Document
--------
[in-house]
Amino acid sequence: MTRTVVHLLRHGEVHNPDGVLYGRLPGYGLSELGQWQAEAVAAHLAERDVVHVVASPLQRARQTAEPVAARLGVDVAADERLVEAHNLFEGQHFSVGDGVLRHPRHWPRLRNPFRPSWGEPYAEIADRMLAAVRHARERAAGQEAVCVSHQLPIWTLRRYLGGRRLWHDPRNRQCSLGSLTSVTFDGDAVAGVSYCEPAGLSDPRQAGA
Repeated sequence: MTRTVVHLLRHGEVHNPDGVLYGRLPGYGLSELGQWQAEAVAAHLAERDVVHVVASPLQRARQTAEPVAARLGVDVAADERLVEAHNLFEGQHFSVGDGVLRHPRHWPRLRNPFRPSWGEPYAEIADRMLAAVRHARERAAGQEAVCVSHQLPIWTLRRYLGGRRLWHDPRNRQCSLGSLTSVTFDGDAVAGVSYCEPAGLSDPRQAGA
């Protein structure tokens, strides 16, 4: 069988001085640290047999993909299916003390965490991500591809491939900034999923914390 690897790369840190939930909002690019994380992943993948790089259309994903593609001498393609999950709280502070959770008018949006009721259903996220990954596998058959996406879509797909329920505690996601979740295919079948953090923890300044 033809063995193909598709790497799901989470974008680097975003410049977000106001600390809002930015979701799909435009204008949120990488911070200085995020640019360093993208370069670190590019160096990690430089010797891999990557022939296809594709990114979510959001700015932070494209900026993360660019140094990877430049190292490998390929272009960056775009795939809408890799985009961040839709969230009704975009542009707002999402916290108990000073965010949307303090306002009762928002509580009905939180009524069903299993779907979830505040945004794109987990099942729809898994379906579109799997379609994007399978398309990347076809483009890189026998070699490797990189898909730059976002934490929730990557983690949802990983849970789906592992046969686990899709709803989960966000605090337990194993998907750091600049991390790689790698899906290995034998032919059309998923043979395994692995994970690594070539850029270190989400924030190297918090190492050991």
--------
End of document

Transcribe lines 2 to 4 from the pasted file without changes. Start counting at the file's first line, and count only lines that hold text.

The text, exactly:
Amino acid sequence: MTRTVVHLLRHGEVHNPDGVLYGRLPGYGLSELGQWQAEAVAAHLAERDVVHVVASPLQRARQTAEPVAARLGVDVAADERLVEAHNLFEGQHFSVGDGVLRHPRHWPRLRNPFRPSWGEPYAEIADRMLAAVRHARERAAGQEAVCVSHQLPIWTLRRYLGGRRLWHDPRNRQCSLGSLTSVTFDGDAVAGVSYCEPAGLSDPRQAGA
Repeated sequence: MTRTVVHLLRHGEVHNPDGVLYGRLPGYGLSELGQWQAEAVAAHLAERDVVHVVASPLQRARQTAEPVAARLGVDVAADERLVEAHNLFEGQHFSVGDGVLRHPRHWPRLRNPFRPSWGEPYAEIADRMLAAVRHARERAAGQEAVCVSHQLPIWTLRRYLGGRRLWHDPRNRQCSLGSLTSVTFDGDAVAGVSYCEPAGLSDPRQAGA
């Protein structure tokens, strides 16, 4: 069988001085640290047999993909299916003390965490991500591809491939900034999923914390 690897790369840190939930909002690019994380992943993948790089259309994903593609001498393609999950709280502070959770008018949006009721259903996220990954596998058959996406879509797909329920505690996601979740295919079948953090923890300044 033809063995193909598709790497799901989470974008680097975003410049977000106001600390809002930015979701799909435009204008949120990488911070200085995020640019360093993208370069670190590019160096990690430089010797891999990557022939296809594709990114979510959001700015932070494209900026993360660019140094990877430049190292490998390929272009960056775009795939809408890799985009961040839709969230009704975009542009707002999402916290108990000073965010949307303090306002009762928002509580009905939180009524069903299993779907979830505040945004794109987990099942729809898994379906579109799997379609994007399978398309990347076809483009890189026998070699490797990189898909730059976002934490929730990557983690949802990983849970789906592992046969686990899709709803989960966000605090337990194993998907750091600049991390790689790698899906290995034998032919059309998923043979395994692995994970690594070539850029270190989400924030190297918090190492050991």